word review: Compelling, beautifully observed

Melissa Hemsley holding a copy of Outline

Melissa Hemsley holding a copy of Outline

My first Rachel Cusk novel, Outline, is a beautifully told story of love, betrayal, ambition and loss and it had me captivated from the first line. Wonderfully observed and charmingly witty, Cusk's storytelling transports you to Athens in the fierce heat of summer.

It is a novel filled with conversations as the mysterious narrator, Faye, whose name we only learn towards the end of the book, engages with an eclectic variety of people while away teaching a creative writing course in Greece. From her seatmate on the plane from London to fellow teachers and students, all those she encounters want to share their stories with her, some almost as confessionals. These intersecting monologues are woven together with such skill and whilst we learn little of Faye's life, we are submerged in the vivid voices that surround her as they happily, and unhappily, talk intimately about themselves on their lives and loves and regrets.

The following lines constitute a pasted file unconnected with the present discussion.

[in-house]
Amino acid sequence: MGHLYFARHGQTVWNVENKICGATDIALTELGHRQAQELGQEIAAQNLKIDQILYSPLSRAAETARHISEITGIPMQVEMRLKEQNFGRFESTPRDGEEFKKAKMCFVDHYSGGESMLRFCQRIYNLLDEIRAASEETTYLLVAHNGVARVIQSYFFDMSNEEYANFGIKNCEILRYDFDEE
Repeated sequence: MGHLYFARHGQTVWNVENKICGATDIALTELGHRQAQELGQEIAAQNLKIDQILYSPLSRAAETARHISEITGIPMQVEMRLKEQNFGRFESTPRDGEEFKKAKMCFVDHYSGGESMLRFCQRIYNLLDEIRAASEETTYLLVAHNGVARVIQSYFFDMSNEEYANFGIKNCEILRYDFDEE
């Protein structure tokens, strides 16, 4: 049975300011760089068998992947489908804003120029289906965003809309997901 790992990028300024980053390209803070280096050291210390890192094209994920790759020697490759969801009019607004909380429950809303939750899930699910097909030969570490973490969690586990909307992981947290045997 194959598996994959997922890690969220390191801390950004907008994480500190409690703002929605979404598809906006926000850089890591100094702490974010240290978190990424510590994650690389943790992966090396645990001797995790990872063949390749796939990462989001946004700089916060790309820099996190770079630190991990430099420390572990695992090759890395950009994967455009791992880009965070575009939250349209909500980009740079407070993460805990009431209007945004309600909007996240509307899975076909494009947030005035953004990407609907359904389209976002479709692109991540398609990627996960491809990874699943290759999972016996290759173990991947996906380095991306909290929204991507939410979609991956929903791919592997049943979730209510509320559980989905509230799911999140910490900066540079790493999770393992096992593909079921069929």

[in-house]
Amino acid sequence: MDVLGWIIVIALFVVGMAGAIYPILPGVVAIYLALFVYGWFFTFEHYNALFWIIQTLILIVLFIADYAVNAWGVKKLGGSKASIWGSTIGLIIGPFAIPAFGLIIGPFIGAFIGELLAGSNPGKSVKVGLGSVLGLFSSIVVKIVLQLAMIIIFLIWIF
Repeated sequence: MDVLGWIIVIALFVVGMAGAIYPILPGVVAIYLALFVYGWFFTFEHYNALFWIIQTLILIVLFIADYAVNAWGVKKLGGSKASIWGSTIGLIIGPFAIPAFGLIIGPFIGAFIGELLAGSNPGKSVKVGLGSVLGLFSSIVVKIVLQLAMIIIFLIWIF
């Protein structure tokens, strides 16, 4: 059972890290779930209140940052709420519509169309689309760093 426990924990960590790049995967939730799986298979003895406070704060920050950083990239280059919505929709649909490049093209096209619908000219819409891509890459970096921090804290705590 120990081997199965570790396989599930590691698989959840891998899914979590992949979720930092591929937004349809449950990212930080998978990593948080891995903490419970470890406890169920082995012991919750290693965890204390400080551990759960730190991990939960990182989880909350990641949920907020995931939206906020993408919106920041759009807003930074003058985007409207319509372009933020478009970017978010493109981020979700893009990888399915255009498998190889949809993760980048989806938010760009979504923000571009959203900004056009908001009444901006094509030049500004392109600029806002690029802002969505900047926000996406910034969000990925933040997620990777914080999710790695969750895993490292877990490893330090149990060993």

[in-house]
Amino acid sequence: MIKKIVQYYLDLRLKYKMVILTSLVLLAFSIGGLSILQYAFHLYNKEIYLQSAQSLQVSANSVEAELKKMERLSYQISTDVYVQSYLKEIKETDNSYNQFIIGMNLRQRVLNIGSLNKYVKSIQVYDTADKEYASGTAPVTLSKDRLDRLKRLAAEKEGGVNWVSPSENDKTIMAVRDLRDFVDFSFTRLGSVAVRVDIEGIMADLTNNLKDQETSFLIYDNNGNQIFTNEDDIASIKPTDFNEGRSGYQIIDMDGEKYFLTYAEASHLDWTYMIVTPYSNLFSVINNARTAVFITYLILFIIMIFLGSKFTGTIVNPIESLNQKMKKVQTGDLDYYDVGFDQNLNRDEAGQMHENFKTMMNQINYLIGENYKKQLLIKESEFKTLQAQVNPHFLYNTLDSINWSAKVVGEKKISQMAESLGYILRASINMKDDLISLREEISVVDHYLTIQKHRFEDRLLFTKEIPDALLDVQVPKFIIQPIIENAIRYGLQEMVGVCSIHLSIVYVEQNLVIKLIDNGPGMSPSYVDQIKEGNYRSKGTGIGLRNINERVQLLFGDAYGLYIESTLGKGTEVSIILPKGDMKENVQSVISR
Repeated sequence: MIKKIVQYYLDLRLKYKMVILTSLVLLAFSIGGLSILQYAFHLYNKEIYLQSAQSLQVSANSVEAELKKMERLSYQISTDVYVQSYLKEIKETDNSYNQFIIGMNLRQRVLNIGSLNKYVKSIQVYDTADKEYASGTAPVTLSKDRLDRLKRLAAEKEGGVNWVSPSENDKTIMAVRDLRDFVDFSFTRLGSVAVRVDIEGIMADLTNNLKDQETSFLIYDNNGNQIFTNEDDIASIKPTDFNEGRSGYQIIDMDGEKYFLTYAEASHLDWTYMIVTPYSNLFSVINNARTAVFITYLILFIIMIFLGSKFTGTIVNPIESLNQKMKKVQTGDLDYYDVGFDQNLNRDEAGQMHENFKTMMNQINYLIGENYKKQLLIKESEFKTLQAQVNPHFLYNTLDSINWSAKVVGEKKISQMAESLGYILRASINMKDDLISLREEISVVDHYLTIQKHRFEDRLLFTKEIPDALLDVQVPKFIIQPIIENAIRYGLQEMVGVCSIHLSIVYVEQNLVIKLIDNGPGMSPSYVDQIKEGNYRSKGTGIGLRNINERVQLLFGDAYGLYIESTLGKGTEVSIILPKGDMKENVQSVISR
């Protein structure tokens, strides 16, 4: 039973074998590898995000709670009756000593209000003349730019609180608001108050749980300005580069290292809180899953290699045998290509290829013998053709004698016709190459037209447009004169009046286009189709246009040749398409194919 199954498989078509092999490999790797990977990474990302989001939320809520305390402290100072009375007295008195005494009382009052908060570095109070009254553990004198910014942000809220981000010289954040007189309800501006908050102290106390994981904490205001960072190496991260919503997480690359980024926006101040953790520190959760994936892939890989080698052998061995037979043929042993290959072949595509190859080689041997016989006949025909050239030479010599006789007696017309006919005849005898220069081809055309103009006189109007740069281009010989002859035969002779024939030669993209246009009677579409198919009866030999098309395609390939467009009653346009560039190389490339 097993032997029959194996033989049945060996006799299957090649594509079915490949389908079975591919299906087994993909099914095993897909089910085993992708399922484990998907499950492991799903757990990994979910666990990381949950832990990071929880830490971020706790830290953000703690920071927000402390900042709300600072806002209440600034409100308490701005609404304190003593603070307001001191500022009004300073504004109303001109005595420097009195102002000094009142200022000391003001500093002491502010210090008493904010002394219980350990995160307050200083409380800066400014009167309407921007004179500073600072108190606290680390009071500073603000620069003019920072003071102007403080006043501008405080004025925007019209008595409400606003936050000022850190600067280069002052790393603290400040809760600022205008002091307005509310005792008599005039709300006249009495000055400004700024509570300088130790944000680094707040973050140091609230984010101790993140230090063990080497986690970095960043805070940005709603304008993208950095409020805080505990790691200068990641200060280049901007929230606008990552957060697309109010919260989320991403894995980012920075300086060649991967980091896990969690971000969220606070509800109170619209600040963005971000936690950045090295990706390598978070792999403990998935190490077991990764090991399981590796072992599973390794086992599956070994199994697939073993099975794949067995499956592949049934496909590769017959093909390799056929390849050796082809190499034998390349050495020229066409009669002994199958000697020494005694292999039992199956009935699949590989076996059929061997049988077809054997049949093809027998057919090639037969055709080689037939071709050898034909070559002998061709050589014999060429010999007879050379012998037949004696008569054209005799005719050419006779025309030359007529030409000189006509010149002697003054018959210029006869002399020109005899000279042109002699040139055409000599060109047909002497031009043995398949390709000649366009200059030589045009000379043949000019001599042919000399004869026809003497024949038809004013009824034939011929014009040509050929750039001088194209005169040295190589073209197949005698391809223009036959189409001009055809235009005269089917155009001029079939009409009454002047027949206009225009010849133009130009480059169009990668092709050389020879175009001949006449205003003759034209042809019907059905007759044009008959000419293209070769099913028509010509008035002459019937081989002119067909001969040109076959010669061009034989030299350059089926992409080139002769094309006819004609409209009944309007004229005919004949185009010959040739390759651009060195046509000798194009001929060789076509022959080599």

For me, some of the most memorable scenes in the novel are the most touching and painful - the distressed call from the narrator's son in London forgetting his way to school without her, Faye's "neighbour" on the plane who talks incessantly of his life and career, his three failed marriages and estranged children. Cusk's novel can amuse and disturb in a few beautifully crafted sentences and she impressively manages to bring so many layers of storytelling together in a captivating way.

Outline is an unusual and compelling novel. Very funny at times, it is wonderfully observed. I savoured every word and look forward to reading more from Rachel Cusk.

Outline by Rachel Cusk is shortlisted for the Baileys Women's Prize for Fiction, which is announced on 3rd June. http://www.womensprizeforfiction.co.uk/